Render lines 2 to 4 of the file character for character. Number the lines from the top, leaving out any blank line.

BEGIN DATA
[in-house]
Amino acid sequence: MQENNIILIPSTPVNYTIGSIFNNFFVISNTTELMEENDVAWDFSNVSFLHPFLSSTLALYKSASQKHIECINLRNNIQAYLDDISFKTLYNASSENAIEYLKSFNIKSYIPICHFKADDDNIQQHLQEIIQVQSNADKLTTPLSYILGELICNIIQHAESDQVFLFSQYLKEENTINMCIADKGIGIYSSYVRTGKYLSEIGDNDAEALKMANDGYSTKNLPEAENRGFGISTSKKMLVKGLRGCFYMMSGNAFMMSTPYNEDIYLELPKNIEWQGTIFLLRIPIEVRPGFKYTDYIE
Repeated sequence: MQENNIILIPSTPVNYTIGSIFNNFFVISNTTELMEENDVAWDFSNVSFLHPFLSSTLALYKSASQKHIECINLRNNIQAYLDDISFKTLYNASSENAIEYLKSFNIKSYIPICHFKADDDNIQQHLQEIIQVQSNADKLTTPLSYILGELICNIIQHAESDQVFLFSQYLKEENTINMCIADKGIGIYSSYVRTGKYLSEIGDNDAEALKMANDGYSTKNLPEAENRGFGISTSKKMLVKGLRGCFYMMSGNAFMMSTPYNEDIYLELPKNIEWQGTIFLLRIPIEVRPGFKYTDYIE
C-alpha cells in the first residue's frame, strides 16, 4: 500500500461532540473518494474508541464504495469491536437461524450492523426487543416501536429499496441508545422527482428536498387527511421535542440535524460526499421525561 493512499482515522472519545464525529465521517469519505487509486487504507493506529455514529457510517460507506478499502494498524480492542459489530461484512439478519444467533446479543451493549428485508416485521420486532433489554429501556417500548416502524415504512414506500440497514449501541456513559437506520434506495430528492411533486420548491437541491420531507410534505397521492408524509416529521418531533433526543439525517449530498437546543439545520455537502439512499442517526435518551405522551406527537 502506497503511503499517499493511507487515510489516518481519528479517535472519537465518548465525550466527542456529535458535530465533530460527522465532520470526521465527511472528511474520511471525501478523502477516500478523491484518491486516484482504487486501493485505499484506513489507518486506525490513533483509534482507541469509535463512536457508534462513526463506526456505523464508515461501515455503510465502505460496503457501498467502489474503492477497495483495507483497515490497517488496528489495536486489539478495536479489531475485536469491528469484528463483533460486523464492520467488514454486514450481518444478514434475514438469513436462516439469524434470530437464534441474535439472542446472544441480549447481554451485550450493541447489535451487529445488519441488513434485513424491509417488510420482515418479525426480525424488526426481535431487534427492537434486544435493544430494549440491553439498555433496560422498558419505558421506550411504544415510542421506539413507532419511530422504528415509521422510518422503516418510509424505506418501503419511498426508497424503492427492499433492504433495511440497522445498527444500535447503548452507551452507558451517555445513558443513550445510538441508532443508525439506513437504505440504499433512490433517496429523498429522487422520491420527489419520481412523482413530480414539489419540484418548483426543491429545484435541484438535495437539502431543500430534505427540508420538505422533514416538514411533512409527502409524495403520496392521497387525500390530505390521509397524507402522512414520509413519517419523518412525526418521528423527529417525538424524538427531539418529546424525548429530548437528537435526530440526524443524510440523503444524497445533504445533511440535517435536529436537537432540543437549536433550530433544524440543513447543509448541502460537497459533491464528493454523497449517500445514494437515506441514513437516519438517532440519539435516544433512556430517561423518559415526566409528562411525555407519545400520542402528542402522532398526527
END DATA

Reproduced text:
Amino acid sequence: MQENNIILIPSTPVNYTIGSIFNNFFVISNTTELMEENDVAWDFSNVSFLHPFLSSTLALYKSASQKHIECINLRNNIQAYLDDISFKTLYNASSENAIEYLKSFNIKSYIPICHFKADDDNIQQHLQEIIQVQSNADKLTTPLSYILGELICNIIQHAESDQVFLFSQYLKEENTINMCIADKGIGIYSSYVRTGKYLSEIGDNDAEALKMANDGYSTKNLPEAENRGFGISTSKKMLVKGLRGCFYMMSGNAFMMSTPYNEDIYLELPKNIEWQGTIFLLRIPIEVRPGFKYTDYIE
Repeated sequence: MQENNIILIPSTPVNYTIGSIFNNFFVISNTTELMEENDVAWDFSNVSFLHPFLSSTLALYKSASQKHIECINLRNNIQAYLDDISFKTLYNASSENAIEYLKSFNIKSYIPICHFKADDDNIQQHLQEIIQVQSNADKLTTPLSYILGELICNIIQHAESDQVFLFSQYLKEENTINMCIADKGIGIYSSYVRTGKYLSEIGDNDAEALKMANDGYSTKNLPEAENRGFGISTSKKMLVKGLRGCFYMMSGNAFMMSTPYNEDIYLELPKNIEWQGTIFLLRIPIEVRPGFKYTDYIE
C-alpha cells in the first residue's frame, strides 16, 4: 500500500461532540473518494474508541464504495469491536437461524450492523426487543416501536429499496441508545422527482428536498387527511421535542440535524460526499421525561 493512499482515522472519545464525529465521517469519505487509486487504507493506529455514529457510517460507506478499502494498524480492542459489530461484512439478519444467533446479543451493549428485508416485521420486532433489554429501556417500548416502524415504512414506500440497514449501541456513559437506520434506495430528492411533486420548491437541491420531507410534505397521492408524509416529521418531533433526543439525517449530498437546543439545520455537502439512499442517526435518551405522551406527537 502506497503511503499517499493511507487515510489516518481519528479517535472519537465518548465525550466527542456529535458535530465533530460527522465532520470526521465527511472528511474520511471525501478523502477516500478523491484518491486516484482504487486501493485505499484506513489507518486506525490513533483509534482507541469509535463512536457508534462513526463506526456505523464508515461501515455503510465502505460496503457501498467502489474503492477497495483495507483497515490497517488496528489495536486489539478495536479489531475485536469491528469484528463483533460486523464492520467488514454486514450481518444478514434475514438469513436462516439469524434470530437464534441474535439472542446472544441480549447481554451485550450493541447489535451487529445488519441488513434485513424491509417488510420482515418479525426480525424488526426481535431487534427492537434486544435493544430494549440491553439498555433496560422498558419505558421506550411504544415510542421506539413507532419511530422504528415509521422510518422503516418510509424505506418501503419511498426508497424503492427492499433492504433495511440497522445498527444500535447503548452507551452507558451517555445513558443513550445510538441508532443508525439506513437504505440504499433512490433517496429523498429522487422520491420527489419520481412523482413530480414539489419540484418548483426543491429545484435541484438535495437539502431543500430534505427540508420538505422533514416538514411533512409527502409524495403520496392521497387525500390530505390521509397524507402522512414520509413519517419523518412525526418521528423527529417525538424524538427531539418529546424525548429530548437528537435526530440526524443524510440523503444524497445533504445533511440535517435536529436537537432540543437549536433550530433544524440543513447543509448541502460537497459533491464528493454523497449517500445514494437515506441514513437516519438517532440519539435516544433512556430517561423518559415526566409528562411525555407519545400520542402528542402522532398526527